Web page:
The farm fettucini with pancetta, wild mushrooms, Arizona-sun-dried tomatoes and aged pecorino was exceptional. The incredible day boat scallops were drizzled with a pomegranate gastrique and Arizona lemon beurre blanc while floating on a bed of butternut squash puree. Roasted Brussel sprouts, roasted baby beets and pomegranate seeds added color and perfect taste pairings. With our taste buds celebrating flavor perfection and our tummies happily full, we made a decision to schedule another trip to Prescott just to try the dessert!

As we drove out of town with the sun setting behind us, we wondered how we always seem to find these food and drink havens. Sure, we typically ask a local for options, but there is more to it than that. We asked each other, “Is it luck or is it some sort of nose for good food and wine that we are lucky enough to be blessed with?” Whatever leads us there, we plan to keep finding these amazing spots.

After all, there’s a whole world out there just waiting to be explored … follow lady luck or your nose and go see, eat and drink it all in.

Free! There is a Reason to Join.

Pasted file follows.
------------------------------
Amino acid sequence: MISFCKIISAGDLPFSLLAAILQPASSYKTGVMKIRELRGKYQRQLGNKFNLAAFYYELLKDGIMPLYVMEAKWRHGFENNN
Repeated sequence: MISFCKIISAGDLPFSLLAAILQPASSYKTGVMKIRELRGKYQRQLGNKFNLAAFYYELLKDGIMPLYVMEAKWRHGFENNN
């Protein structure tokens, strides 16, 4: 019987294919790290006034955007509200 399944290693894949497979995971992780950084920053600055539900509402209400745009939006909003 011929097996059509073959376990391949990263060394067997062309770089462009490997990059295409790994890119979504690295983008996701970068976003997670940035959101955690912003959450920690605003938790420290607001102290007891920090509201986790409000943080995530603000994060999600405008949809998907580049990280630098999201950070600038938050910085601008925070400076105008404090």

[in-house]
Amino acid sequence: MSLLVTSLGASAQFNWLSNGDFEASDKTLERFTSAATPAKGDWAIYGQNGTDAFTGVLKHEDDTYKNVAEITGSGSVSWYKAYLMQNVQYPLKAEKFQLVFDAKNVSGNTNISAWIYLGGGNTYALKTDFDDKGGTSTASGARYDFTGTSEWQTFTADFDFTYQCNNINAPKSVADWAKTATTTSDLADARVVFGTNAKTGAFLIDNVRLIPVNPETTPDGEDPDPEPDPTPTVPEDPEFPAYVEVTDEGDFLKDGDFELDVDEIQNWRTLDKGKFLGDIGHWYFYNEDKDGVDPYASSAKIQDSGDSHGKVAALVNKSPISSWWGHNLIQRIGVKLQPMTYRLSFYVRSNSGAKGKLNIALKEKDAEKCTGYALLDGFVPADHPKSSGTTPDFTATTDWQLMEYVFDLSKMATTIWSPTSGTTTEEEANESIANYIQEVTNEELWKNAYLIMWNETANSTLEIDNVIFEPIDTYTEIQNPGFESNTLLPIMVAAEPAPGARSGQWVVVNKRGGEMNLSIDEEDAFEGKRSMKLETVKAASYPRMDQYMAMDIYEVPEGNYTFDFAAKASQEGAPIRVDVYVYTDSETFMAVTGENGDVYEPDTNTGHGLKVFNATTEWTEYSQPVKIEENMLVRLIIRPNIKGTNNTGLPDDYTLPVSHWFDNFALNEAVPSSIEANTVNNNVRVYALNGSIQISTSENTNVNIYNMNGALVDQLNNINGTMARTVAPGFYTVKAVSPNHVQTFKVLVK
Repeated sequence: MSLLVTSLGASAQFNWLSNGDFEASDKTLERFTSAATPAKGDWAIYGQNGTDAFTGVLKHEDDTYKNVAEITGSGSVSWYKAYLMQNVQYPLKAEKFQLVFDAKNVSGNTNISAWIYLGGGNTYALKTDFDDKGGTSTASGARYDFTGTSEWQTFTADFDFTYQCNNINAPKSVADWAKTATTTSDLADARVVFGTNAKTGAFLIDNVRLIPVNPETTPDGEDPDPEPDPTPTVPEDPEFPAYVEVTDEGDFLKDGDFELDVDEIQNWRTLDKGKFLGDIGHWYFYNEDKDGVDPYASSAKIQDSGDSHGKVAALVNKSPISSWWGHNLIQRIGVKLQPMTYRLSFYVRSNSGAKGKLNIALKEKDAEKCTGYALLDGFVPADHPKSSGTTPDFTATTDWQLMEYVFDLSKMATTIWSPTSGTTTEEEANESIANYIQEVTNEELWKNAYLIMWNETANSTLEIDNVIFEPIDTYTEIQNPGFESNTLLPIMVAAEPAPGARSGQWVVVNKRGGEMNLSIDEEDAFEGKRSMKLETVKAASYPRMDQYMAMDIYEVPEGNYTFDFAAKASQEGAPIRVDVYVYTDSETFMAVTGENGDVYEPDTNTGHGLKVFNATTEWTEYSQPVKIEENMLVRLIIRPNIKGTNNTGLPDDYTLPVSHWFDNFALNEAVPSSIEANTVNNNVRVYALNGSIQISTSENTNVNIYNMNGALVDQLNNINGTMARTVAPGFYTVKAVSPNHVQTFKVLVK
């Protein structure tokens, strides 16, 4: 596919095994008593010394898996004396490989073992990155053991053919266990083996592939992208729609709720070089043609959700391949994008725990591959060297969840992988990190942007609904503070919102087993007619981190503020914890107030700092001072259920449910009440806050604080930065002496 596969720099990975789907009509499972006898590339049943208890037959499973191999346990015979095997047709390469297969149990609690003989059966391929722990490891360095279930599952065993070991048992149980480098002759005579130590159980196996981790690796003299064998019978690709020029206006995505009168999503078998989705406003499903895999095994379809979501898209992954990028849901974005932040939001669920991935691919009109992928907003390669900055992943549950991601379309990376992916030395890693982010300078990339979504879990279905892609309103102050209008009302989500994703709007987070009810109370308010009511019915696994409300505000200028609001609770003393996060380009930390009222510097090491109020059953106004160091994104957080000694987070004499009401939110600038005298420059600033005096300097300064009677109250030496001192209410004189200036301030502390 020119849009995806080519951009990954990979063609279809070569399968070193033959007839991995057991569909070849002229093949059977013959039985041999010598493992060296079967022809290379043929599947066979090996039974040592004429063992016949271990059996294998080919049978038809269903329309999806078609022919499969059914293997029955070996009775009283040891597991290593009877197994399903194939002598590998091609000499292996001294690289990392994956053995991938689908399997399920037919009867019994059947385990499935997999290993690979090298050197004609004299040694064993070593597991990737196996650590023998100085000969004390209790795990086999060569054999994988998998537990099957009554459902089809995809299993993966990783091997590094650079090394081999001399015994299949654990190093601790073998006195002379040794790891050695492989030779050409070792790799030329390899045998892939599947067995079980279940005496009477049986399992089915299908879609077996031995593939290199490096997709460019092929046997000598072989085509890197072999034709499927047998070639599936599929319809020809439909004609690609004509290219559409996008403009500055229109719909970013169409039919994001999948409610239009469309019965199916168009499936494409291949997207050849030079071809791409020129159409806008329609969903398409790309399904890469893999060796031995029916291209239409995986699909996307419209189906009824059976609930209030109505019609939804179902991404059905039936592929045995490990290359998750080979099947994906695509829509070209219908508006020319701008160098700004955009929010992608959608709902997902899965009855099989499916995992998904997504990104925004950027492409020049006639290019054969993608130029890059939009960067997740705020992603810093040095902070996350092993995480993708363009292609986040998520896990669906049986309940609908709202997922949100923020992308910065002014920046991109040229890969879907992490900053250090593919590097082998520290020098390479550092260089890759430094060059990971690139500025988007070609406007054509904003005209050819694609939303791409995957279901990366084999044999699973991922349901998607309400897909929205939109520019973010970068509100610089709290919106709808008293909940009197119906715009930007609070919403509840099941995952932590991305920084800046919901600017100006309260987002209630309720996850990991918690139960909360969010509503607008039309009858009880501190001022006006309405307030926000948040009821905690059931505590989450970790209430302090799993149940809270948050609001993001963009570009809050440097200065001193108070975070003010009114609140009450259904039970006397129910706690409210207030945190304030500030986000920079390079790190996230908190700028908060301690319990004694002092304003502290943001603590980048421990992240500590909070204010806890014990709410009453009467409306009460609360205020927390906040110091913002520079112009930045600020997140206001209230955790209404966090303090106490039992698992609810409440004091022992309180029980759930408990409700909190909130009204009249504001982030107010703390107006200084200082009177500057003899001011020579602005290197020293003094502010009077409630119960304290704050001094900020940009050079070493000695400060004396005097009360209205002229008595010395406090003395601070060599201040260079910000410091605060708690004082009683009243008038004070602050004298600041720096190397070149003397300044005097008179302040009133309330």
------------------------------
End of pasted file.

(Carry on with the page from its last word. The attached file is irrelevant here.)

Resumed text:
I’m a joiner. If a store where I shop has a free club, I join it. The same is true for restaurants, fast food places, airlines…the list goes on and on.

Why join, you ask? Here’s why: June is my birthday month. Beginning around the last week of May, my email box begins to include emails from all these companies with “Birthday Special” offerings. In many cases it’s an extra discount on any purchase in June. For a couple of airlines, it’s more than just a few percentage points off or bonus miles for flights booked in June. Hawaiian Airlines is offering me $50 off AND 2500 bonus miles! For several stores, it’s free shipping AND a discount during June. The best birthday specials, though, are the freebies. Yep – you read that right – FREEBIES.

birthday swag 2017